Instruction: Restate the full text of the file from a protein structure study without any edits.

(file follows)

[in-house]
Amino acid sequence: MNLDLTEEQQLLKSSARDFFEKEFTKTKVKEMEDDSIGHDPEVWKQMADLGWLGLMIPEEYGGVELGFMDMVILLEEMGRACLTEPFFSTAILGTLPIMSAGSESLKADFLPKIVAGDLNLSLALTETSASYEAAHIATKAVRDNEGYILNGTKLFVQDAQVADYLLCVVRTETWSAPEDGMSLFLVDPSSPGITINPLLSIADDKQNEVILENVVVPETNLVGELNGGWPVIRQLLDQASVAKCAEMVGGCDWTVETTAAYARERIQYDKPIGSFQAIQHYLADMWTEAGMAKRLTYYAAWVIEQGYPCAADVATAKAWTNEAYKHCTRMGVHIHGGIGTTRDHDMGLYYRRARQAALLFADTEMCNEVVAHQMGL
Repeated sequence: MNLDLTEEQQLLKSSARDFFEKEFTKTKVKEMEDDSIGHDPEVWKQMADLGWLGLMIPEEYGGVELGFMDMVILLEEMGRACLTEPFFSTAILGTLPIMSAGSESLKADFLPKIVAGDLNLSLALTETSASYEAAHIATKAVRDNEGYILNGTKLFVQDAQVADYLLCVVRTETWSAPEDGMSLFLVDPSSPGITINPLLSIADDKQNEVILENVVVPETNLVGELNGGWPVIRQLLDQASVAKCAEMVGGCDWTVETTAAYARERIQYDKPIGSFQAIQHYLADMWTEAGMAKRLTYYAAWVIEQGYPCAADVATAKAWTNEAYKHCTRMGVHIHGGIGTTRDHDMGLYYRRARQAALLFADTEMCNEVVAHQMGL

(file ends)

[in-house]
Amino acid sequence: MNLDLTEEQQLLKSSARDFFEKEFTKTKVKEMEDDSIGHDPEVWKQMADLGWLGLMIPEEYGGVELGFMDMVILLEEMGRACLTEPFFSTAILGTLPIMSAGSESLKADFLPKIVAGDLNLSLALTETSASYEAAHIATKAVRDNEGYILNGTKLFVQDAQVADYLLCVVRTETWSAPEDGMSLFLVDPSSPGITINPLLSIADDKQNEVILENVVVPETNLVGELNGGWPVIRQLLDQASVAKCAEMVGGCDWTVETTAAYARERIQYDKPIGSFQAIQHYLADMWTEAGMAKRLTYYAAWVIEQGYPCAADVATAKAWTNEAYKHCTRMGVHIHGGIGTTRDHDMGLYYRRARQAALLFADTEMCNEVVAHQMGL
Repeated sequence: MNLDLTEEQQLLKSSARDFFEKEFTKTKVKEMEDDSIGHDPEVWKQMADLGWLGLMIPEEYGGVELGFMDMVILLEEMGRACLTEPFFSTAILGTLPIMSAGSESLKADFLPKIVAGDLNLSLALTETSASYEAAHIATKAVRDNEGYILNGTKLFVQDAQVADYLLCVVRTETWSAPEDGMSLFLVDPSSPGITINPLLSIADDKQNEVILENVVVPETNLVGELNGGWPVIRQLLDQASVAKCAEMVGGCDWTVETTAAYARERIQYDKPIGSFQAIQHYLADMWTEAGMAKRLTYYAAWVIEQGYPCAADVATAKAWTNEAYKHCTRMGVHIHGGIGTTRDHDMGLYYRRARQAALLFADTEMCNEVVAHQMGL